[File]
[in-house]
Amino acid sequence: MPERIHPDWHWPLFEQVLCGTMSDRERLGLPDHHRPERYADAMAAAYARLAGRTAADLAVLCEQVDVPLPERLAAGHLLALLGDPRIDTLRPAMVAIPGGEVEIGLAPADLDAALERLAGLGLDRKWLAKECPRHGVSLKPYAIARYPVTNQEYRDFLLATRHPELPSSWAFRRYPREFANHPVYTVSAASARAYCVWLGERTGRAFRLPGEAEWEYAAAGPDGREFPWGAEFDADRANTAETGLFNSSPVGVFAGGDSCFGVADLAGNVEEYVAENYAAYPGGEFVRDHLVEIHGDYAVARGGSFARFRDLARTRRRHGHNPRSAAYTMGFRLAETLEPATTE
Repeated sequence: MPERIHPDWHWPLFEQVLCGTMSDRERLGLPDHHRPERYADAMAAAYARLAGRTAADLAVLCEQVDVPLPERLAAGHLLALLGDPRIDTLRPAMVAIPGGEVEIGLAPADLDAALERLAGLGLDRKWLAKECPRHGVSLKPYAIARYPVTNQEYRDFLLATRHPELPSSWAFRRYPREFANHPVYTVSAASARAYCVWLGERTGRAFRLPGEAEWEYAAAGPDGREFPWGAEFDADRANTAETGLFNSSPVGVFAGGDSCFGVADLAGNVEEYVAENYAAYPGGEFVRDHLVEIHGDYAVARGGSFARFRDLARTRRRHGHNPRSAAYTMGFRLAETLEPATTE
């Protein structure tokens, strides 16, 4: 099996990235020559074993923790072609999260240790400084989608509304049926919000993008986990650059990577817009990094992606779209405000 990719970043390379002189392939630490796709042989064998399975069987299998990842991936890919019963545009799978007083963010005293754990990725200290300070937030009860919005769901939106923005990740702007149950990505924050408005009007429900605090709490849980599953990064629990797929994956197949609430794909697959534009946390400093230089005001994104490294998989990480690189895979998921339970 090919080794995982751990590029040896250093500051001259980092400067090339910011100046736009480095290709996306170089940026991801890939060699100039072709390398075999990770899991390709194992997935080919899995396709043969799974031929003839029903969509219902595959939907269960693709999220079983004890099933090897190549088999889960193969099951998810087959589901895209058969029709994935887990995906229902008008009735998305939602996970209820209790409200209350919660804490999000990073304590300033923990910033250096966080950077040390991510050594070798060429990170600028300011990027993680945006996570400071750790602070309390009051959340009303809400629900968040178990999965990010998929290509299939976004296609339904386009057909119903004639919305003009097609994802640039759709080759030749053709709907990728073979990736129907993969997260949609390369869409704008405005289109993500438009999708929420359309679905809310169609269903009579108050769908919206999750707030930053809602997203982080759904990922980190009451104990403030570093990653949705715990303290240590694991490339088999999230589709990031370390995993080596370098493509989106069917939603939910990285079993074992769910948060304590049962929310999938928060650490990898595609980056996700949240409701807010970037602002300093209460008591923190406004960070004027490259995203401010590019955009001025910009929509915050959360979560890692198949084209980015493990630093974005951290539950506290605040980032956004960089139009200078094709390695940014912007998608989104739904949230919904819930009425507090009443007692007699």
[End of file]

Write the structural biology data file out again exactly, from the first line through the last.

[in-house]
Amino acid sequence: MPERIHPDWHWPLFEQVLCGTMSDRERLGLPDHHRPERYADAMAAAYARLAGRTAADLAVLCEQVDVPLPERLAAGHLLALLGDPRIDTLRPAMVAIPGGEVEIGLAPADLDAALERLAGLGLDRKWLAKECPRHGVSLKPYAIARYPVTNQEYRDFLLATRHPELPSSWAFRRYPREFANHPVYTVSAASARAYCVWLGERTGRAFRLPGEAEWEYAAAGPDGREFPWGAEFDADRANTAETGLFNSSPVGVFAGGDSCFGVADLAGNVEEYVAENYAAYPGGEFVRDHLVEIHGDYAVARGGSFARFRDLARTRRRHGHNPRSAAYTMGFRLAETLEPATTE
Repeated sequence: MPERIHPDWHWPLFEQVLCGTMSDRERLGLPDHHRPERYADAMAAAYARLAGRTAADLAVLCEQVDVPLPERLAAGHLLALLGDPRIDTLRPAMVAIPGGEVEIGLAPADLDAALERLAGLGLDRKWLAKECPRHGVSLKPYAIARYPVTNQEYRDFLLATRHPELPSSWAFRRYPREFANHPVYTVSAASARAYCVWLGERTGRAFRLPGEAEWEYAAAGPDGREFPWGAEFDADRANTAETGLFNSSPVGVFAGGDSCFGVADLAGNVEEYVAENYAAYPGGEFVRDHLVEIHGDYAVARGGSFARFRDLARTRRRHGHNPRSAAYTMGFRLAETLEPATTE
């Protein structure tokens, strides 16, 4: 099996990235020559074993923790072609999260240790400084989608509304049926919000993008986990650059990577817009990094992606779209405000 990719970043390379002189392939630490796709042989064998399975069987299998990842991936890919019963545009799978007083963010005293754990990725200290300070937030009860919005769901939106923005990740702007149950990505924050408005009007429900605090709490849980599953990064629990797929994956197949609430794909697959534009946390400093230089005001994104490294998989990480690189895979998921339970 090919080794995982751990590029040896250093500051001259980092400067090339910011100046736009480095290709996306170089940026991801890939060699100039072709390398075999990770899991390709194992997935080919899995396709043969799974031929003839029903969509219902595959939907269960693709999220079983004890099933090897190549088999889960193969099951998810087959589901895209058969029709994935887990995906229902008008009735998305939602996970209820209790409200209350919660804490999000990073304590300033923990910033250096966080950077040390991510050594070798060429990170600028300011990027993680945006996570400071750790602070309390009051959340009303809400629900968040178990999965990010998929290509299939976004296609339904386009057909119903004639919305003009097609994802640039759709080759030749053709709907990728073979990736129907993969997260949609390369869409704008405005289109993500438009999708929420359309679905809310169609269903009579108050769908919206999750707030930053809602997203982080759904990922980190009451104990403030570093990653949705715990303290240590694991490339088999999230589709990031370390995993080596370098493509989106069917939603939910990285079993074992769910948060304590049962929310999938928060650490990898595609980056996700949240409701807010970037602002300093209460008591923190406004960070004027490259995203401010590019955009001025910009929509915050959360979560890692198949084209980015493990630093974005951290539950506290605040980032956004960089139009200078094709390695940014912007998608989104739904949230919904819930009425507090009443007692007699």